It was, it still is but will it always be ‘the dirty connector’…?
One of the many hopes for network operators who deploy optical fiber has been, of course, its performance & reliability. Most if not all hope that the general maintenance requirement will be greatly reduced with the use of fiber optics as compared to conventional copper as optics does not rust, does not get affected by electromagnectic inteference and is water resistant.
Optical connectors must have no contamination prior to mating
What can happen when the optical end face is dirty? The beam of light may not be able to travel through the core. Optical connectors become contaminated from a variety of reasons. Usually 2-15 micron sized contaminants will have an impact on the signal transmission and could cause damage to the optical end face. The majority of network down time is caused by optical connector contamination.
MPO CONNECTOR POLARITY – TIA-568
Each MPO connector has a key on one side of the connector body. The “Key Up” position refers to the orientation where the key is located at the top position of the connector. When looking at the end face of the connector, position 1 is on the far left while position 12 is on the far right. For a 24 fiber MPO connector, the same orientation applies with the top row being positions 1 to 12 and the bottom row being positions 13 to 24. Depending on the adopted connectivity orientation, the MPO adapter needs to be suitable for its application, which is either “Key Up to Key Down” or “Key Up to Key Up”.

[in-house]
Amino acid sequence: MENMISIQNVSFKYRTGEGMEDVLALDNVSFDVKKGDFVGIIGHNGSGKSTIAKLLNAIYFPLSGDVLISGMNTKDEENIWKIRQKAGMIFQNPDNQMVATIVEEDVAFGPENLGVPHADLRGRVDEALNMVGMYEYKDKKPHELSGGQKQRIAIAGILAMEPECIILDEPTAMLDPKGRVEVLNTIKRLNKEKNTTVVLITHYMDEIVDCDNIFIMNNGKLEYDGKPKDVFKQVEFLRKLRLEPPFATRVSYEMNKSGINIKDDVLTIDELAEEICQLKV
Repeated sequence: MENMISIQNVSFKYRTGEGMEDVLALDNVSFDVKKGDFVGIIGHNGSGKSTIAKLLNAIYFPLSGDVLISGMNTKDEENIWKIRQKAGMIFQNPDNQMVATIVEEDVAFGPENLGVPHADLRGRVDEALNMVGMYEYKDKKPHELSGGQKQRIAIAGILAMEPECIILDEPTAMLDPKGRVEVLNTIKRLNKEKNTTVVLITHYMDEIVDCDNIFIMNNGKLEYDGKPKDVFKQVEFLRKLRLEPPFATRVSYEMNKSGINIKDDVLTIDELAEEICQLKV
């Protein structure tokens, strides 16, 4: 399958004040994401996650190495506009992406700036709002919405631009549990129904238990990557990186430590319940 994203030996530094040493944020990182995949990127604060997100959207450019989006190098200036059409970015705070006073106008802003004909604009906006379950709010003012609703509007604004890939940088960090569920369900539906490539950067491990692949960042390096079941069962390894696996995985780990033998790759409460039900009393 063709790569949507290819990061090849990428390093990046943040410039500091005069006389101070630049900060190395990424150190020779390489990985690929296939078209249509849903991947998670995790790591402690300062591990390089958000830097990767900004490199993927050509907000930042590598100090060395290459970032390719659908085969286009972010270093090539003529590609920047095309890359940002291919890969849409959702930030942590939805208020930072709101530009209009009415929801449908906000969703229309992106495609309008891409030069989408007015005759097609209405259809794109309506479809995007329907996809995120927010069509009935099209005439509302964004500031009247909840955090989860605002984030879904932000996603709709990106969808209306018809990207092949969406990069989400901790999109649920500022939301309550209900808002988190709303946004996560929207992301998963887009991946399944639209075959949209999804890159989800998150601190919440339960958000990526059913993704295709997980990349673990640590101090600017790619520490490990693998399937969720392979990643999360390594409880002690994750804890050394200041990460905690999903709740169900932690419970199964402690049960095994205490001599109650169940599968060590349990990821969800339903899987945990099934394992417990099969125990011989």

Data Center Boom Heats Up
Higher Data Center operational temperature affect fiber optic reliability
Big Data Analytics, The Cloud, Internet of Thing: The buzz words in the ICT (Information and Communications Technology) industry. All of which fuels the flourishing Data Centers market across the globe at an alarming rate. Cisco predicted that by 2018, more than three quarters (78%) of workloads will be processed by cloud data centers; 22 percent will be processed by traditional data centers. Although overall data center workloads will nearly double (1.9-fold) from 2013 to 2018; however, cloud workloads will nearly triple (2.9-fold) over the same period. The workload density (that is, workloads per physical server) for cloud data centers was 5.2 in 2013 and will grow to 7.5 by 2018